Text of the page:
Please expand on the types of services you foresee related to drones

In addition to the mobile network as a communications channel for drone solutions, it would be possible to offer services related to shared airspace monitoring and security. One example would be implementing network remote ID devices in the mobile network.

Our infrastructure could be used to deploy additional devices for air space monitoring and improved flight safety, such as meteorological stations or identification signal receivers for piloted aircraft. We’ve developed a platform for drone pilots and operators that can be used to monitor your drone fleet. We plan to add flight request and permit issuing functionalities. We’re also looking in the direction of computer vision, which will add to drone application opportunities and will help companies automate specific tasks, faster and more safely.

Who would be your target customers for these services?

We suspect that the largest part of our client base would be governmental structures, law enforcement institutions, emergency services and private sector companies. A portion of the services will be relevant to private drone pilots as well.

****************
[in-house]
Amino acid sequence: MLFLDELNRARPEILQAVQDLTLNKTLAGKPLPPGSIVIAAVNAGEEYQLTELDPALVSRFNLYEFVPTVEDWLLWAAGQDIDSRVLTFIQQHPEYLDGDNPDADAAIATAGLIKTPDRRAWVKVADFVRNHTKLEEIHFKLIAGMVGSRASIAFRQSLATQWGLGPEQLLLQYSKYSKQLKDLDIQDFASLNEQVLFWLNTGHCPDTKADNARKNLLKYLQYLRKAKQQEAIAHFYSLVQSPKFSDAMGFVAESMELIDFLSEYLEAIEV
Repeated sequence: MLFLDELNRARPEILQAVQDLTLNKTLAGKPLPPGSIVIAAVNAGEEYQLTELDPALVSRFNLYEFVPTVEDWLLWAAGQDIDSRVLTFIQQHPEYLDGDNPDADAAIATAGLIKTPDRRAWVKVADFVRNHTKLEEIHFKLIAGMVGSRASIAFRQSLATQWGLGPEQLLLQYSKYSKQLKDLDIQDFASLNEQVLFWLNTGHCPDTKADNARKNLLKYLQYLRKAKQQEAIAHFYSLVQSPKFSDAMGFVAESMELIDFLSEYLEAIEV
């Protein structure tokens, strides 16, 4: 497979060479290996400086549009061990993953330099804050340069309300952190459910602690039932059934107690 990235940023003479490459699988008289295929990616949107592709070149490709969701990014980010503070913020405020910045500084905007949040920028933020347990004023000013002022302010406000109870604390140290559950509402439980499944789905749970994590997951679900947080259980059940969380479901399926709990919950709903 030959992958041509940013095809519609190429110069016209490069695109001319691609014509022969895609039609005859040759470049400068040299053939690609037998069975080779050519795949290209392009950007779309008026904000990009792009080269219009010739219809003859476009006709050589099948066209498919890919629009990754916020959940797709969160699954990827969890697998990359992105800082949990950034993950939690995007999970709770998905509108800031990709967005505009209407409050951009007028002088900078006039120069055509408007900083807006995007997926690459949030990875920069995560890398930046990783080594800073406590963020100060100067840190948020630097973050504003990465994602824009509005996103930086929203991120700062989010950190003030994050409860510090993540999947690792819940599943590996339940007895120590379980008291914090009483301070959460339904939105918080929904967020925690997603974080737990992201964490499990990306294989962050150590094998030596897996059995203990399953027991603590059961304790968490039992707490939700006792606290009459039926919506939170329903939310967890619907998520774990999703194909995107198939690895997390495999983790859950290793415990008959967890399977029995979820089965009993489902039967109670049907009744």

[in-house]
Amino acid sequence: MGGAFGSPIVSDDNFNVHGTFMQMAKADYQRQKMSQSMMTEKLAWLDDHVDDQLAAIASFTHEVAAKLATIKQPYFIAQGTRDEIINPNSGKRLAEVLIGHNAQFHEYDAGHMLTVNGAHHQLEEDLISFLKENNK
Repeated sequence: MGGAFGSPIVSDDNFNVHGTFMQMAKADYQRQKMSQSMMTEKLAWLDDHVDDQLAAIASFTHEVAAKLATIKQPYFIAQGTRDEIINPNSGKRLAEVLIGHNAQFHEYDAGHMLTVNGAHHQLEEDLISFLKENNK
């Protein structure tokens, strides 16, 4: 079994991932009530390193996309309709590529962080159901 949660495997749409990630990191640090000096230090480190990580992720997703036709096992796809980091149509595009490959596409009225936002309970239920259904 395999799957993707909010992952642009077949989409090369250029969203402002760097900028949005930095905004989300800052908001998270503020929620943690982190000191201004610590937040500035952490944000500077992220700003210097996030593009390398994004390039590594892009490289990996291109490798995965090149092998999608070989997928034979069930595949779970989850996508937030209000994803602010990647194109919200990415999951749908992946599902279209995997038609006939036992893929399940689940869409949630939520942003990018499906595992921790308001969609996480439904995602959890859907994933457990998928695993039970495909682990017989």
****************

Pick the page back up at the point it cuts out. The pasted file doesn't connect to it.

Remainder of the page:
Would your BVLOS mobile network predictions map be provided to ‘subscribers’ of a service or open to the public?

Offering mobile connectivity to our clients is our core business. The mobile network predictions map in airspace is one of these future services, which we would like to offer. This service is still being developed. However, we see that some part of the service, such as the general information about network availability in the air, could be made publicly available. Another part of the service, such as precise network availability for a specific flightpath (a requirement to prove the safety of the flight to regulating institutions), would be available on a subscription basis.

Tell us more about LMT’s partnership with LGS on the GOF 2.0 program to remotely pilot a drone crossing borders with the use of BVLOS while supporting mobile infrastructure hand offs

The GOF 2.0 program is aimed at researching, developing and testing solutions for integrated airspace, where both unmanned and manned aircraft operate together. This is mostly restricted by air traffic authorities due to the unpredictability of drones and their potential to disrupt air traffic. We believe that with transparency and the right systems, the two can co-exist and that drones operating in the mobile network are a prerequisite for that.